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What they REALLY thought of your paper
January 31, 2011 1:18 AM   Subscribe

Related to the previous post, but hopefully sufficiently different: referees' quotes on manuscripts submitted to Environmental Microbiology: the Best of 2010.

On "Alfachetoglutarate": for those who don't know, alpha-ketoglutarate ia a major intermediate in the Krebs cycle, aka how you burn most of your sugars.
posted by subdee (11 comments total) 4 users marked this as a favorite

 
I stole some of the phrasing in this post - including the explanation for alpha-ketoglutarate - from my friend Kara.
posted by subdee at 1:22 AM on January 31, 2011


Oh, and the link and post title. I stole those from her too.
posted by subdee at 1:24 AM on January 31, 2011


Just remember: "Amateurs borrow, professionals steal". Pretty funny stuff in here. It hurts me a little to have so little criticism of a post :)
posted by frodisaur at 2:31 AM on January 31, 2011 [1 favorite]


I appreciated this, thanks for the link.
posted by onalark at 4:00 AM on January 31, 2011


Nice to see behind the scenes like this. I'm a bit disappointed though with the quality of much of the prose of these no doubt highly educated people - it reads a bit like IM chatter.
posted by Philosopher's Beard at 5:10 AM on January 31, 2011


"The writing and data presentation are so bad that I had to leave work and go home early and then spend time to wonder what life is about."

I'm contemplating using this one the next time I'm grading papers. Sadly I could use it often.
posted by trigger at 5:37 AM on January 31, 2011


It takes an especially mean-spirited journal editor to publish these, especially given that some of the comments mention paper topics (thus presumably allowing article authors wonder if the comments refer to them).

I would also be upset if I were one of those reviewers. Those comments seem to come from the comments to the editors, which most review forms indicate are confidential between reviewer and editor. I would be upset if I found that my comments in that portion of a review had been published, even anonymously.
posted by If only I had a penguin... at 5:55 AM on January 31, 2011 [3 favorites]


Hee hee hee. Microbiology. Teeny weeny text. I get it!

Oh wait... size: 32.7 %.

Never mind.
posted by Mike D at 6:17 AM on January 31, 2011 [1 favorite]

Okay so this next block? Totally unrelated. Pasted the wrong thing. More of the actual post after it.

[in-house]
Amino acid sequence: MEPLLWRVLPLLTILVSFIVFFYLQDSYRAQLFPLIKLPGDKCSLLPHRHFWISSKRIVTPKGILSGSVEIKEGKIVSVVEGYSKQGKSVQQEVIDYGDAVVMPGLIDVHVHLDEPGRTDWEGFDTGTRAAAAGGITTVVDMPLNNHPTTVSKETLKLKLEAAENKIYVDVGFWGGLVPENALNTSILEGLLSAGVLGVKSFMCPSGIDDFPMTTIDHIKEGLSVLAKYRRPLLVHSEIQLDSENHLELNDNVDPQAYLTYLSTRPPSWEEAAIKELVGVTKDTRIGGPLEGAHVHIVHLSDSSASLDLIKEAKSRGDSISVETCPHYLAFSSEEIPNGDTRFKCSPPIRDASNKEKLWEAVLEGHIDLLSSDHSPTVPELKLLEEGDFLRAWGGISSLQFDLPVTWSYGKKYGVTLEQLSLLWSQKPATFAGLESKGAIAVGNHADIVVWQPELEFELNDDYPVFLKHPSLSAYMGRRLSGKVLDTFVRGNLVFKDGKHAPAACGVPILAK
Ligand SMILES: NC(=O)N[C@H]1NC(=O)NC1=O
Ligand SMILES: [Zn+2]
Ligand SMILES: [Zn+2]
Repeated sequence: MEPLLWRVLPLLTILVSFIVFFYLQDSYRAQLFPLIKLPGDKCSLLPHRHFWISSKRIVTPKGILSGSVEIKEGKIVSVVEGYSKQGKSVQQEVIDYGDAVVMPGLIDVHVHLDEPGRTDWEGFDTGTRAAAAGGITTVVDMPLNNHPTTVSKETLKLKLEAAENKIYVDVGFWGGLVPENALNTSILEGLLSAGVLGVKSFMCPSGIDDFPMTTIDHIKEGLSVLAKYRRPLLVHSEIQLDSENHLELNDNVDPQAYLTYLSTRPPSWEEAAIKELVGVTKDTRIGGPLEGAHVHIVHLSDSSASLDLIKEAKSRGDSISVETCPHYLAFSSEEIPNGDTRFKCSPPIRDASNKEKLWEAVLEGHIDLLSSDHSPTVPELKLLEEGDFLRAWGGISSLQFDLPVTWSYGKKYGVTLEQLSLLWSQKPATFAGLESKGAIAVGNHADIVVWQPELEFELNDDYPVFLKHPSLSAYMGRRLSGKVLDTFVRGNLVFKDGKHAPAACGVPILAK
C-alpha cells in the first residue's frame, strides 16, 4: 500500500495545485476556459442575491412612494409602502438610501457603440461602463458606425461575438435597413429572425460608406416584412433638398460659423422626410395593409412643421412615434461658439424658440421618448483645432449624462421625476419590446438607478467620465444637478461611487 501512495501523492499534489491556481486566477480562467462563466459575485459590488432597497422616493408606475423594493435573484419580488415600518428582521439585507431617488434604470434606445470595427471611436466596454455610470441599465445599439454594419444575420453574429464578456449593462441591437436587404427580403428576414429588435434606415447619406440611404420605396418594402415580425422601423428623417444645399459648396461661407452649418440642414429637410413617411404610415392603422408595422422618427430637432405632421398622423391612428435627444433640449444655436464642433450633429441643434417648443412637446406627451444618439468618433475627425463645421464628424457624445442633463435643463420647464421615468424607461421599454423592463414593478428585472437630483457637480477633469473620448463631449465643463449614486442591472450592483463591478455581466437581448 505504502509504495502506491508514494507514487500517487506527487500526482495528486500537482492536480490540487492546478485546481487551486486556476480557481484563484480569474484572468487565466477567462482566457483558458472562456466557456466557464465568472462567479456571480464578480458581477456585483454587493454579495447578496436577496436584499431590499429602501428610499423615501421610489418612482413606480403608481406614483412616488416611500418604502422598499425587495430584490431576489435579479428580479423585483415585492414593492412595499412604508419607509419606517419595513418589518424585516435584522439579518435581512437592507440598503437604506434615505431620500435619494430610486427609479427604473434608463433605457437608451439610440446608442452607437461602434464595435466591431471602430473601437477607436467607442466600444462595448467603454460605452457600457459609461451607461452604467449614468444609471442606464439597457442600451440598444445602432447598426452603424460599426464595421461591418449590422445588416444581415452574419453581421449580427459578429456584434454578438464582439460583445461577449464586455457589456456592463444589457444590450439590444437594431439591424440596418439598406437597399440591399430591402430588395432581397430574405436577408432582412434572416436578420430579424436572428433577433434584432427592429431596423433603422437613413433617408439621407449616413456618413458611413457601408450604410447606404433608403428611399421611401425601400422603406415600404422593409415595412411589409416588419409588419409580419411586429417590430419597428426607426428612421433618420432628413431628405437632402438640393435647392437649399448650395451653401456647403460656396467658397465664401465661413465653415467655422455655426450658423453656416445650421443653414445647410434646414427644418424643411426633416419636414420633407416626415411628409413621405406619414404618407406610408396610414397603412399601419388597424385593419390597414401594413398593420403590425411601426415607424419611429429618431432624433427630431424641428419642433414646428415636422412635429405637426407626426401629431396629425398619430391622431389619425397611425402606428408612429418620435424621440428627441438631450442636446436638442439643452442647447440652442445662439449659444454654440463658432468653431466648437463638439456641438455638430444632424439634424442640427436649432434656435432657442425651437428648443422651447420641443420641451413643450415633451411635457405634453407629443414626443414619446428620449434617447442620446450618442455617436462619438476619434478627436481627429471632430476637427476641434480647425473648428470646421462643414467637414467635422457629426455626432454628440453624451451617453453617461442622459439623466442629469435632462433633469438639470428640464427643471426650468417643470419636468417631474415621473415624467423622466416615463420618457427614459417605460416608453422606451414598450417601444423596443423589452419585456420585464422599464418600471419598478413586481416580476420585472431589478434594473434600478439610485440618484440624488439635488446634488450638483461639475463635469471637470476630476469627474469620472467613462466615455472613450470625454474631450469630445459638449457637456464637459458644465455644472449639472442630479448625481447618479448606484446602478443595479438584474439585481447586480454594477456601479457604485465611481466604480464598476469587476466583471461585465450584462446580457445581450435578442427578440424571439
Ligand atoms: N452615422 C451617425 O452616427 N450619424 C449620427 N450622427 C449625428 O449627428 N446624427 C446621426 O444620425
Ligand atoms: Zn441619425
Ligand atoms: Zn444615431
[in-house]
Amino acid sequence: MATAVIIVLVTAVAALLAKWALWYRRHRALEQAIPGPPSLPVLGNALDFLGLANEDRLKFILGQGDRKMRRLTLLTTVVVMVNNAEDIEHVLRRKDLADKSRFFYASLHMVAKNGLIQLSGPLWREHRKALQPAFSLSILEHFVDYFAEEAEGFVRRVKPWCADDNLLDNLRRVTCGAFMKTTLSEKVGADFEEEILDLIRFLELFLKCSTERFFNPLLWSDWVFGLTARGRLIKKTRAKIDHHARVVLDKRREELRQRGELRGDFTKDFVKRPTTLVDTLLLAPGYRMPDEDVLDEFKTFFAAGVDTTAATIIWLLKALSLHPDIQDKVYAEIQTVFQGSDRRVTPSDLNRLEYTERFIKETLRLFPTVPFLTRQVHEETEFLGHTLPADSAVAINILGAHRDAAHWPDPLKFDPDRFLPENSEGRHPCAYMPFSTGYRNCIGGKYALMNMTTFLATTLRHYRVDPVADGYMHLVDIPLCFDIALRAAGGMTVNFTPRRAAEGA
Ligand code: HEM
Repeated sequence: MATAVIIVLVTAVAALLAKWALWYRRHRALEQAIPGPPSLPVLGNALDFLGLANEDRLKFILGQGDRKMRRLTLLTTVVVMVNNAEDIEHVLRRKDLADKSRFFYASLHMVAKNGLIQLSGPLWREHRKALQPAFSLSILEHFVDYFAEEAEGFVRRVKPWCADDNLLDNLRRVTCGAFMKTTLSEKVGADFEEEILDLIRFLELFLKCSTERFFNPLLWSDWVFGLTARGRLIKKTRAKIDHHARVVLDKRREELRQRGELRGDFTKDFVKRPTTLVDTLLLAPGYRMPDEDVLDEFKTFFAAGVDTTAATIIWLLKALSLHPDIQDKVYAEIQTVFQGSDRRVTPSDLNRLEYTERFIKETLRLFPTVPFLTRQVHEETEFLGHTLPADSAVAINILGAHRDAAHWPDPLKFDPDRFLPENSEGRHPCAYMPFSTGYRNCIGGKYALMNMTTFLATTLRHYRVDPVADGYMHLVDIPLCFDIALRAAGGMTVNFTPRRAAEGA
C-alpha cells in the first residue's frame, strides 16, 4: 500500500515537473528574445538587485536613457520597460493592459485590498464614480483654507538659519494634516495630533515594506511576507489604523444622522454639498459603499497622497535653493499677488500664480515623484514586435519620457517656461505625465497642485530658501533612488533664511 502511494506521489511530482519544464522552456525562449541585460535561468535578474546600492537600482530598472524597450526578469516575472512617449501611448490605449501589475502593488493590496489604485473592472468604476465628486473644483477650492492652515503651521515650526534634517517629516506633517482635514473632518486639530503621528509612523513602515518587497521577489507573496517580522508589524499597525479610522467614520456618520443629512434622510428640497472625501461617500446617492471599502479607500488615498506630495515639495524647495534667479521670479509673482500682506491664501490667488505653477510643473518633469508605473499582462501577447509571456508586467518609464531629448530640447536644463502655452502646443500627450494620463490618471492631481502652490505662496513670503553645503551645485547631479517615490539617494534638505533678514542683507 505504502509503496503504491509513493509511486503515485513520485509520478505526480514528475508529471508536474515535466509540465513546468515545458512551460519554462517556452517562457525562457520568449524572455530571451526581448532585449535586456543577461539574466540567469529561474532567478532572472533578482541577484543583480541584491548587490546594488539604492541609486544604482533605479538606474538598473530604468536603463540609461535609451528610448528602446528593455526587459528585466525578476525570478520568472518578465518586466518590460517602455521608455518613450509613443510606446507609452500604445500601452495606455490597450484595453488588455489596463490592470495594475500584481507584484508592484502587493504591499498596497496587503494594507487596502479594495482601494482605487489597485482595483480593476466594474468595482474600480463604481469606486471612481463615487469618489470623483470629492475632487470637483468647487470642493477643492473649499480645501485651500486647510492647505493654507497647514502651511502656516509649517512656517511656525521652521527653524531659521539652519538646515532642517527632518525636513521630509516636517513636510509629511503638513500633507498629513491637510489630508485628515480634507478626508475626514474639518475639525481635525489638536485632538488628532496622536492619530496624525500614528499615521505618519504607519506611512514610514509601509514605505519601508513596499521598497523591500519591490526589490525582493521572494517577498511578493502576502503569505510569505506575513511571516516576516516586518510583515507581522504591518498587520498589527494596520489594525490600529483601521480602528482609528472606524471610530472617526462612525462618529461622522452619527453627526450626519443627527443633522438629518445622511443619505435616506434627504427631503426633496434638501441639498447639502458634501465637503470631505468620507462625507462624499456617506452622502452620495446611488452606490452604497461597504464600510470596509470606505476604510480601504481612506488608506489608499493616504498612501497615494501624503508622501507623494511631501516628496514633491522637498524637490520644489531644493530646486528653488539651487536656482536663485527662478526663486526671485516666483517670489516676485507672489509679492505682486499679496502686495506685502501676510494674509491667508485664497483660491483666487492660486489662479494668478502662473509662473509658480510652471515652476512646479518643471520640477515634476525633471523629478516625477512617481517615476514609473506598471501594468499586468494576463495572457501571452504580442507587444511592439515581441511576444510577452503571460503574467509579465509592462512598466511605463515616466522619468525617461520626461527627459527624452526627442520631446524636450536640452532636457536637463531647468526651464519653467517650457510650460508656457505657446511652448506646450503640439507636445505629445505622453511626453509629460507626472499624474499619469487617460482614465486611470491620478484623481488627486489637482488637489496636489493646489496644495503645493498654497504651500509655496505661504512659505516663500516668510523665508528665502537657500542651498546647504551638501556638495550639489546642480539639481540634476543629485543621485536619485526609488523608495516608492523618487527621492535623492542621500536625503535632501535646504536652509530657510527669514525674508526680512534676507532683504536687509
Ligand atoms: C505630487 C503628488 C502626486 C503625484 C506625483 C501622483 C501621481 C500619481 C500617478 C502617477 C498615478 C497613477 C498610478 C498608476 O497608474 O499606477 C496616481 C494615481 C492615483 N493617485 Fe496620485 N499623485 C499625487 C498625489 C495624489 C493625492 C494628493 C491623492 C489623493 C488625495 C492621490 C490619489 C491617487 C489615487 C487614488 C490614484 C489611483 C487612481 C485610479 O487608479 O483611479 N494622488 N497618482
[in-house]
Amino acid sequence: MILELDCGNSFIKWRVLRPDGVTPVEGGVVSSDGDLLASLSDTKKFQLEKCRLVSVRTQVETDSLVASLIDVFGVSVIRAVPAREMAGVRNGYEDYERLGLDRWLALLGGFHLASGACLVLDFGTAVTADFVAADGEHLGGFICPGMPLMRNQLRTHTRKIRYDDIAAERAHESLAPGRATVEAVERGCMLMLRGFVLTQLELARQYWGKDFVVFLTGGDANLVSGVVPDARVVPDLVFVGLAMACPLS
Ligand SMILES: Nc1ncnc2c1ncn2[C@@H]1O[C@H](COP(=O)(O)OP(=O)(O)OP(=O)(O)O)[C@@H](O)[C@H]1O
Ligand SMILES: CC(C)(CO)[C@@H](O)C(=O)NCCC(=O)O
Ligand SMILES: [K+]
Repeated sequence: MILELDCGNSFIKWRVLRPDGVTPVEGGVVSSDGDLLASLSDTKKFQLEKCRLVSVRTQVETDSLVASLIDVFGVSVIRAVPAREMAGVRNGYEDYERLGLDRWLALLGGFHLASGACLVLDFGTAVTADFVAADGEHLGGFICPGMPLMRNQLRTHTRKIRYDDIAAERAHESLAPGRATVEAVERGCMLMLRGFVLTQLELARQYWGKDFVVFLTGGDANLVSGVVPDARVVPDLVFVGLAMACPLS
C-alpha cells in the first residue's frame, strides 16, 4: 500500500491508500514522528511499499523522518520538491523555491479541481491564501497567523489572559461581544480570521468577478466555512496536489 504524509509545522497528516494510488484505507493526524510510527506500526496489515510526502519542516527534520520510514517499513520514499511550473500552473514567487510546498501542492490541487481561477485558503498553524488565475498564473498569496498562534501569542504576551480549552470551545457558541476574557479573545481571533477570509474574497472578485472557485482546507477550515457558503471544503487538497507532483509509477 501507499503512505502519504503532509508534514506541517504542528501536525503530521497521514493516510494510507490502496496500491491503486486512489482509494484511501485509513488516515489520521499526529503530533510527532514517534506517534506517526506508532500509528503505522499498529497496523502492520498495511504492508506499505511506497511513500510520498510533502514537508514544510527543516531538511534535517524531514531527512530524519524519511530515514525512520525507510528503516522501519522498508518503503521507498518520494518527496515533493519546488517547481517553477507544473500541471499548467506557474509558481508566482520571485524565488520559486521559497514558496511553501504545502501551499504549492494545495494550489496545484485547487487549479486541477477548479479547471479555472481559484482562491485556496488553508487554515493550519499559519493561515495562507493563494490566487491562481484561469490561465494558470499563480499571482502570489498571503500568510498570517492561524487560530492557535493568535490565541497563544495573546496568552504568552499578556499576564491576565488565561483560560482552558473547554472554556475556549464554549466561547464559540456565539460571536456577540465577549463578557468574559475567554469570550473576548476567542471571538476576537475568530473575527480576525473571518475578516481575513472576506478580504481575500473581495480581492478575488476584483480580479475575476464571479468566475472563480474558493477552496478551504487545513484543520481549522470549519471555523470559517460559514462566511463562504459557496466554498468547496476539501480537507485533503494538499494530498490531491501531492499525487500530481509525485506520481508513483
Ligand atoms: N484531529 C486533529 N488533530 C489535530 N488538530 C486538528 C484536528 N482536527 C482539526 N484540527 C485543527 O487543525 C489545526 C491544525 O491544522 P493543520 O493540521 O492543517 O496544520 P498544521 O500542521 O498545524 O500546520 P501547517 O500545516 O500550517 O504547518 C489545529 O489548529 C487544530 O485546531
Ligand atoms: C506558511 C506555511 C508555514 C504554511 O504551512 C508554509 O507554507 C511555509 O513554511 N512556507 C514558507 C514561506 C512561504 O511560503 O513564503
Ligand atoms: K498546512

Nice to see behind the scenes like this. I'm a bit disappointed though with the quality of much of the prose of these no doubt highly educated people - it reads a bit like IM chatter.

True. Two things to note there:

1. In the hard sciences, as much education as you may get, prose is always a bit of a secondary concern.
2. Refereeing for journals is generally entirely uncompensated work. You don't get paid for it, nobody is impressed with a CV line that says "Occasional referee for Environmental Microbiology" and your reward for doing it well is that you get to do it again some time. People do it out of a sense of responsibility to their field and are often squeezing it into slots between classes, meetings with grad students, and meetings with committees that accomplish nothing. (Or whenever else it will fit. I used to make a habit if doing this and things like it while I was at the laundromat.) Quick and sloppy as it may be, the editor just wants to know what to do with it next.
posted by el_lupino at 7:48 AM on January 31, 2011


I could swear this was a double, but I can't seem to find the previous link. Maybe it was some other website. Ah well, funny before, funny again.
posted by maryr at 9:45 AM on January 31, 2011


It takes an especially mean-spirited journal editor to publish these

Unbelievably so; publishing this is about the least collegial act I can imagine. And mightn't it create an insult-humor arms-race for subsequent years' reviewers, who'll surely be thinking "will this make the list?" in the back of their minds as they write their future reports? It's not like bad peer reviewers need any incentive to be gratuitously insulting even with the confidentiality they're generally promised; this list seems like it might lead a journal's internal culture in a very bad direction. Why not list the most charitable, thoughtful, and helpful rejections instead? In my experience those are much, much harder to write than cheap potshots.
posted by RogerB at 1:27 PM on January 31, 2011 [3 favorites]


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